It’s a typing world but hand writing is better


Jason Shade

Sophomore Shayla Branstetter on her iPad

Nathan Davis, Staff Writer

Click click, tap tap, maybe a clack here and there; these are the sounds that are being heard more and more frequently in classrooms across America.

More and more, students are going the route of the tablet and the laptop for note-taking.

Sure, it can be quicker way to take down large amounts of information quickly.  However, these devices can still cause trouble in the classroom.

For starters, laptops and tablets have a tendency to be distracting.

Say you’re tired of your professor’s lecture, simply close your notetaking app and open Facebook or Twitter.

Senior Julianna Lusk says she would rather take notes by hand.

I definitely feel like by writing them down I process the information better.

— Jake Burch

“I’m not the best typer,” she explained.  “So taking them down by hand is definitely quicker and more efficiently.”

Classmate Jake Burch agrees, saying, “I like writing them out because I can organize them how I like, and I’ve always done it this way.”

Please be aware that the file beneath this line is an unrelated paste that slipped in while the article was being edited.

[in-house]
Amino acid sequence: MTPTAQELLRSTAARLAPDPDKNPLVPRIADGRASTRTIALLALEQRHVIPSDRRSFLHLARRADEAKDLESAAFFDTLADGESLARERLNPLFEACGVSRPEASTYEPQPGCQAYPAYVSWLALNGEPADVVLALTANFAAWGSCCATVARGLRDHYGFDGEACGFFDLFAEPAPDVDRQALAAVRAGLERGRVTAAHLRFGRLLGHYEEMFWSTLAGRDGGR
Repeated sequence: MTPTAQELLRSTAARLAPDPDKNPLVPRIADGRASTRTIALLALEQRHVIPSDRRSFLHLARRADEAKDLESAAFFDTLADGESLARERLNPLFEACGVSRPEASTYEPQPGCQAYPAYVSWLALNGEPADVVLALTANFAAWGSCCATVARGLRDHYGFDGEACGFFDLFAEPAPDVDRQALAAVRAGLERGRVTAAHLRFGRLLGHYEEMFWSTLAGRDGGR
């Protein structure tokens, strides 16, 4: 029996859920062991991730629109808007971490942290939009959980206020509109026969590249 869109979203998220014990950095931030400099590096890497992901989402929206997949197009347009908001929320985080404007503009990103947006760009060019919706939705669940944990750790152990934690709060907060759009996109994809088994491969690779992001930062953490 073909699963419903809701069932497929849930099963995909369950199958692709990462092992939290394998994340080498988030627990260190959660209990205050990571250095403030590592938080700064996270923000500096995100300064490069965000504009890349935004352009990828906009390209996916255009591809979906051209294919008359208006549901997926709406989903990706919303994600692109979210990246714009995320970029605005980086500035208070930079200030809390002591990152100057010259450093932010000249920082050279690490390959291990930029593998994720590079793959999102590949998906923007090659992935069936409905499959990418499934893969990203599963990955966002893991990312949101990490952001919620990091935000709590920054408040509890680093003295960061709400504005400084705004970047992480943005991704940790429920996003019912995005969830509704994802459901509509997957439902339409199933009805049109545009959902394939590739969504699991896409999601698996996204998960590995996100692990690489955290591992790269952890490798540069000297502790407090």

But perhaps more importantly, taking verbatim notes on a screen will not allow you to process the material as well as if you were taking them down long hand.

In a recent British survey of 2,000 people, one in three of the correspondents said that they had not written anything down by hand in the last six months.

The study, commissioned by Docmail, also showed that on average, they had not put pen to paper in the previous 41 days.

Which is  unfortunate, considering recent studies that have shown handwriting is better for retaining information that typing with a keyboard.

“I definitely feel like by writing them down I process the information better,” senior Kala Wooten added.  “I can pay attention while jotting down the notes.”

Taking notes down with pencil or pen will force you to be more selective with what you write down.

Mr. Gabrielson, the computer applications teacher at BA, gave a rather unbiased opinion on the topic.

“It really depends on your strength,” he said.  “Personally, I would rather type because I can take information down faster, but I understand that some people are more comfortable writing.”

Math teacher, Mrs. Stinson, says that laptop note-taking wasn’t really an option when she was in school.

“Some of us used recorders to get all of the information,” she explained.  “I definitely agree that laptops and tablets can be distracting, however, because it’s easy to click over to FaceBook or something whenever you get bored.”

Typing for note-taking: it is a scenario that BA will face head on in the coming years as it makes moves to incorporate more technology in the classroom.